This chapter explains why the cataloging tools we have covered thus far (classification schemes, catalogue codes, bibliographic formats, etc.) are not up to the task of organizing Internet resources. The authors explain that the challenge comes from the nature of the web itself. The authors list seven characteristics of the web that make the standard cataloging tools inadequate.
- The distributed nature of the web – resources are spread out worldwide.
- Size and growth of the web – The authors write,“Identifying, organizing and retrieving information becomes more complex as the size of the web increases.”
- Type and format of documents – information files on the web have so many formats that it becomes difficult to organize/catalogue/contain them.
- Control of information resources – since – quite literally – anyone can publish anything on the web, authorship and ownership organization would be a herculean task.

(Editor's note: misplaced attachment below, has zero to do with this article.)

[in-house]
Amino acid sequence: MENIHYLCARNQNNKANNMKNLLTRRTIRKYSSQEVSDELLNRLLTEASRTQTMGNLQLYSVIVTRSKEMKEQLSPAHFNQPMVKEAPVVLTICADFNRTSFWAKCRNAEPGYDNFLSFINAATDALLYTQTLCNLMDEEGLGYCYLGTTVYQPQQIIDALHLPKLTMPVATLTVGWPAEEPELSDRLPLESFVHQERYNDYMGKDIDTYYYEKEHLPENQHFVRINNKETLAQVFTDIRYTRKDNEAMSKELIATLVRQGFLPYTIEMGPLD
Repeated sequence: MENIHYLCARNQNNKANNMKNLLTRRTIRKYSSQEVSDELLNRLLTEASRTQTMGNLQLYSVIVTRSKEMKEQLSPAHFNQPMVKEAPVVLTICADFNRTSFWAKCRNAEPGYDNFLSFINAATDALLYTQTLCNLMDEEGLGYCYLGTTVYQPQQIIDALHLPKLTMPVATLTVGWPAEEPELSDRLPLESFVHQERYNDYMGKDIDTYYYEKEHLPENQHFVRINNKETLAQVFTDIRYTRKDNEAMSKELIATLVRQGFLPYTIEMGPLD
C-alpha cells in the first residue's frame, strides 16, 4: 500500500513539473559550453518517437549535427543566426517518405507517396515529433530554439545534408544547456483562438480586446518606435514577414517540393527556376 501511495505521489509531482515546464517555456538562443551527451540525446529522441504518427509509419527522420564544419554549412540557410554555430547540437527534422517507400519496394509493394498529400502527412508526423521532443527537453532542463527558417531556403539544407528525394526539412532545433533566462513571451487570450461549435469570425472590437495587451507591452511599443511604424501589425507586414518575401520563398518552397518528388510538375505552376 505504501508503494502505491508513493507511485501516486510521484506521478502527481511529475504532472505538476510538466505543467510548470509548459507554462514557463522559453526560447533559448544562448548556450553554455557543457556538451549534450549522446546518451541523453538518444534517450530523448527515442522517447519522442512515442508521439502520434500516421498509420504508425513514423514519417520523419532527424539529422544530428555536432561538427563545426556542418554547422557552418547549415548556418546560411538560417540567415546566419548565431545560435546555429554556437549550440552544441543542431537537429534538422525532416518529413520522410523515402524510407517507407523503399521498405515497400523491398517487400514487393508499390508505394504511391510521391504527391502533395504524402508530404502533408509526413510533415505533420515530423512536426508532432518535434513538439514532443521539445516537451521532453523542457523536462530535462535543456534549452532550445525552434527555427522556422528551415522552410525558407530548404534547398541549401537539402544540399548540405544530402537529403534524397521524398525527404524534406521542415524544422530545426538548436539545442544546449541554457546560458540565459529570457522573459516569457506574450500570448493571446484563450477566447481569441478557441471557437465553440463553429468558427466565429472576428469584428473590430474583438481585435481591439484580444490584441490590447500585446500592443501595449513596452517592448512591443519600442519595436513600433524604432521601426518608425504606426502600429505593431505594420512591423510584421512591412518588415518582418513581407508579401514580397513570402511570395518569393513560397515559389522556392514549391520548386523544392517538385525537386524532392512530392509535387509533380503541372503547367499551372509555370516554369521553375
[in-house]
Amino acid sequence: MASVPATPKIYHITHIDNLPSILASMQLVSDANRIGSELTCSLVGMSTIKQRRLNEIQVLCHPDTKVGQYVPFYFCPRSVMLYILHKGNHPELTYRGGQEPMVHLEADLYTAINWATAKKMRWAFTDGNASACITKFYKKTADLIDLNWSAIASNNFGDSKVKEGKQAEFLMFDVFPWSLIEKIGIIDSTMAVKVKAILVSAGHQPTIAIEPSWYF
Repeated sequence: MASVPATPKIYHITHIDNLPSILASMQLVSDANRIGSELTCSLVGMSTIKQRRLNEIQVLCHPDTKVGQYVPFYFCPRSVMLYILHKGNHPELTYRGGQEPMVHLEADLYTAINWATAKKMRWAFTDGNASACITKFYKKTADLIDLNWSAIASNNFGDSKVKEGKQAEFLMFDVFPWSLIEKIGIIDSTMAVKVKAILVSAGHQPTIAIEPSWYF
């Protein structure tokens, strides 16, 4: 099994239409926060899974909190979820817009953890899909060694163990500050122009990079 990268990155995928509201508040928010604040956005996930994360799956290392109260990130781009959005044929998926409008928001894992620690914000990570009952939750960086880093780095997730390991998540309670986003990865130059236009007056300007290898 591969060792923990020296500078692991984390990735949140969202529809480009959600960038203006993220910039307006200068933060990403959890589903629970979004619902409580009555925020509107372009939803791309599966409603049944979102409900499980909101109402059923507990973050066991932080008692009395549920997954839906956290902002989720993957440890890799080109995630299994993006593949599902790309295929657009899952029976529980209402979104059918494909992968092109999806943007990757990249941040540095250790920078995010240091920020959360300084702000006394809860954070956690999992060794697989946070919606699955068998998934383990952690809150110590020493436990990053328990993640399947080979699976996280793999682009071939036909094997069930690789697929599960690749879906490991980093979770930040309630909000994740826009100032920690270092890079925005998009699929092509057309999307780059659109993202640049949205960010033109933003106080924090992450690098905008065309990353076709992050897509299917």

- Frequency of changes – resources in a library are static since authors cannot drop by the library and change content in shelved material. Web pages on the other hand, can change at the author’s whim.
- Distributed users – The user groups and their needs are so diverse that it would be difficult to organize them into a meaningful order.
- Resource requirements – Cataloging, as we have discovered in class, is a resource intensive activity requiring people, time, software – and money. Who would pay for and organize this activity with regard to web resources?
All of this leads us to chapter 8 where Metadata is discussed. (I will write a separate post on that chapter.)